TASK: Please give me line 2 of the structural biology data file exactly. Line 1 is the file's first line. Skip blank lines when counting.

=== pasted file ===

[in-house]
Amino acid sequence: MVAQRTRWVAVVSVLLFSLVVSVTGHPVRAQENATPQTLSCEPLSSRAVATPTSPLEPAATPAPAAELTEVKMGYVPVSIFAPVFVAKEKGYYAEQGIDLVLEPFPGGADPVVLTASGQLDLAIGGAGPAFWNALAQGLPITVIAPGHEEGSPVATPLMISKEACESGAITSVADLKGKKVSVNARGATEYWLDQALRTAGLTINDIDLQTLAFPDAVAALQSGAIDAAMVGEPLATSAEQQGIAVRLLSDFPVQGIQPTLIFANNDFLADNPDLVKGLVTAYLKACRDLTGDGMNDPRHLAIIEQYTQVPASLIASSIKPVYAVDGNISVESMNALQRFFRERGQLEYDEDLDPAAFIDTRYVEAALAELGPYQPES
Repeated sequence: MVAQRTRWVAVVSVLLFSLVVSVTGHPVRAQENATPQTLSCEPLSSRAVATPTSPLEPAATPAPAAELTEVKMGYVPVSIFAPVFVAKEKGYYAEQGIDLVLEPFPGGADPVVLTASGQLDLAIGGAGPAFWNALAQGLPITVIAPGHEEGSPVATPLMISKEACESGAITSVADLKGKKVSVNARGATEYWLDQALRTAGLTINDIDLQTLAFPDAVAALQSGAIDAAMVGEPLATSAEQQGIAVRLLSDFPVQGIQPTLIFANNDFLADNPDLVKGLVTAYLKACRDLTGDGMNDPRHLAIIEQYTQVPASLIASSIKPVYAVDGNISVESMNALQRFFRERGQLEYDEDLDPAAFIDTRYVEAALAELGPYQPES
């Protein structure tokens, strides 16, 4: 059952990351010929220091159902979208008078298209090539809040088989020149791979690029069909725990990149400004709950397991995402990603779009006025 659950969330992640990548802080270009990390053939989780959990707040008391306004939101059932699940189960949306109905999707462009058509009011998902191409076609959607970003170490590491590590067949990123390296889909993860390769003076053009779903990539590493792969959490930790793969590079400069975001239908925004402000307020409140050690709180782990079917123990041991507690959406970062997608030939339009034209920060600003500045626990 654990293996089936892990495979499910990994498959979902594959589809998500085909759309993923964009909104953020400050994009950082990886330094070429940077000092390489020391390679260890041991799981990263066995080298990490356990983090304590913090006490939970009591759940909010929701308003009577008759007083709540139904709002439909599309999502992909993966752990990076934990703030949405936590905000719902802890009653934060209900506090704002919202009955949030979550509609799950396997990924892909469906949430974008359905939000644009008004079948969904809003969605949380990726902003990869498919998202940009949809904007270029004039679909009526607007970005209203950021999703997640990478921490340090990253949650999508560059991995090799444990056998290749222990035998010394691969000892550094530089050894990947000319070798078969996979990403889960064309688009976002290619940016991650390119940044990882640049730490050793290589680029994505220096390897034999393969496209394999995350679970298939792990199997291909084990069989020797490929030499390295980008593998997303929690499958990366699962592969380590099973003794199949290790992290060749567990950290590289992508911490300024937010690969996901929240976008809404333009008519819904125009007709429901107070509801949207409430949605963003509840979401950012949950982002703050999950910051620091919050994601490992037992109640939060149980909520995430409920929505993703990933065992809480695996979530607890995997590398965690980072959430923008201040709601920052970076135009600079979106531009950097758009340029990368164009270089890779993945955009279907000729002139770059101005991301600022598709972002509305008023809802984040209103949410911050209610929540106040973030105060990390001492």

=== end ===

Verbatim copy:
Amino acid sequence: MVAQRTRWVAVVSVLLFSLVVSVTGHPVRAQENATPQTLSCEPLSSRAVATPTSPLEPAATPAPAAELTEVKMGYVPVSIFAPVFVAKEKGYYAEQGIDLVLEPFPGGADPVVLTASGQLDLAIGGAGPAFWNALAQGLPITVIAPGHEEGSPVATPLMISKEACESGAITSVADLKGKKVSVNARGATEYWLDQALRTAGLTINDIDLQTLAFPDAVAALQSGAIDAAMVGEPLATSAEQQGIAVRLLSDFPVQGIQPTLIFANNDFLADNPDLVKGLVTAYLKACRDLTGDGMNDPRHLAIIEQYTQVPASLIASSIKPVYAVDGNISVESMNALQRFFRERGQLEYDEDLDPAAFIDTRYVEAALAELGPYQPES